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What paying off your mortgage (or not) means to your retirement

Conventional wisdom says you need 70 percent of pre-retirement income to keep the same lifestyle after you stop working.

Conventional wisdom says you need 70 percent of pre-retirement income to keep the same lifestyle after you stop working.

That makes sense if you've been putting away more than 20 percent of your income in your final working years. With those savings, and no more work-related expenses for commuting and dry cleaning, you'd probably get away with a lower income.

But if you weren't saving heavily to the end, it's hard to see how you'll reduce expenses 30 percent instantly at retirement unless you've paid off the mortgage.

In 2010, the most recent data available from the Federal Reserve Survey of Consumer Finances, 40.5 percent of households nationwide where the head was between 65 and 74 years old were paying a mortgage. But while that's down slightly from 2007 (42.9 percent), it's up from 2004 (32.1 percent) and substantially higher than a generation ago.

"It really started to uptick around '95, and it's gone pretty much consistently upward since then," said Craig Copeland, an economist at Employee Benefit Research Institute in Washington.

Why, then, don't more people make paying off the mortgage before retirement a priority?

Copeland said a lot of things changed. Housing values went up and credit loosened at a time when many baby boomers were in their 50s. Many families did cash-out refinancings to help pay for kids' college tuition or renovations.

"You see a lot of people in their 50s buying bigger houses, new houses, as their incomes went up," he said.

Guy Cecala, publisher of Inside Mortgage Financing, said that in his parents' generation, a lot of people planned to pay off their house before they retired, then sell it, move to a smaller house in a warmer climate, which they would buy with cash and use the rest of the proceeds to live on.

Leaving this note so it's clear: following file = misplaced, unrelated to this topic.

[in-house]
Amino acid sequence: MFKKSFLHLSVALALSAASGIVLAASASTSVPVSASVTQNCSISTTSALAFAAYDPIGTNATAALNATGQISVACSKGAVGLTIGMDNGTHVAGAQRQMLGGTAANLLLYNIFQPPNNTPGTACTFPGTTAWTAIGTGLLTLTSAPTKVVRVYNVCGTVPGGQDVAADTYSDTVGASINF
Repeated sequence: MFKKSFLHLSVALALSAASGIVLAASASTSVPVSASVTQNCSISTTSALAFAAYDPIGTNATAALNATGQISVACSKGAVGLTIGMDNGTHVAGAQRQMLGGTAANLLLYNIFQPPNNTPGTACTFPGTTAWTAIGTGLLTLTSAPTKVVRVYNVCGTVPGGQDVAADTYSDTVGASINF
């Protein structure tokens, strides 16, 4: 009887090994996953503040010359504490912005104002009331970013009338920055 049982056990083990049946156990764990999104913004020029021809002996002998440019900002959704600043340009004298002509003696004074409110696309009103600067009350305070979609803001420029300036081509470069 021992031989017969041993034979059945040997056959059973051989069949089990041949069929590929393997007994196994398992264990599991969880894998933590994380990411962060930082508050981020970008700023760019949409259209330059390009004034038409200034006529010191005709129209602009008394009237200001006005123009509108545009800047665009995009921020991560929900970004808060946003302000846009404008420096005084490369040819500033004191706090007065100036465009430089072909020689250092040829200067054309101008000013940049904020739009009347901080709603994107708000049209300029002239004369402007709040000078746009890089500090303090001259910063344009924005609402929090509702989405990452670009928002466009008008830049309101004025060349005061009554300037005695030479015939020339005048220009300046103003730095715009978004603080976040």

"My parents, they had a house in Connecticut," he said. "They viewed that as their retirement, their nest egg. You don't hear people doing that anymore."

But, as the mortgage numbers show, a majority of people own their houses free and clear by 65 - people like Jim and Sallie Cappadora.

Jim, 63, and Sallie, 60, paid off their Ellington, Conn., house eight years ago. If they had let their 30-year mortgage run its standard course on the house they bought in 1986, they'd have three years left to pay.

"From the very first mortgage payment, we paid an extra $50 a month toward our mortgage, and after five years, we had paid off 10 years of principal," she said.

Copeland said it's possible someone in his or her 50s could build assets faster in a 401(k) by making the right investments instead of putting money toward mortgage principal. But, "even if you think you're investing properly, it's impossible to predict" the outcome.

He said anyone who has a 401(k) employer match should be putting enough in to get that match.

But once that's done, he said, the wisest thing for a person who's 55, who has just $30,000 in a 401(k) but also has 17 years left on a mortgage, would be to try to reduce the remaining years. If someone had a $130,000 balance at 55, at 4 percent interest, and paid an extra $175 a month, the mortgage would be paid off in 13 years and three months.

"It's easier to work two years longer than five years longer," Copeland said.

Whether the value of the house drops or not, owning a house free and clear has the same value.

"If you can get rid of something that's 20 percent of your budget, that is enormously beneficial," he said. "To be able to get rid of that expense is . . . a key choice they can make that will allow them to have an easier retirement."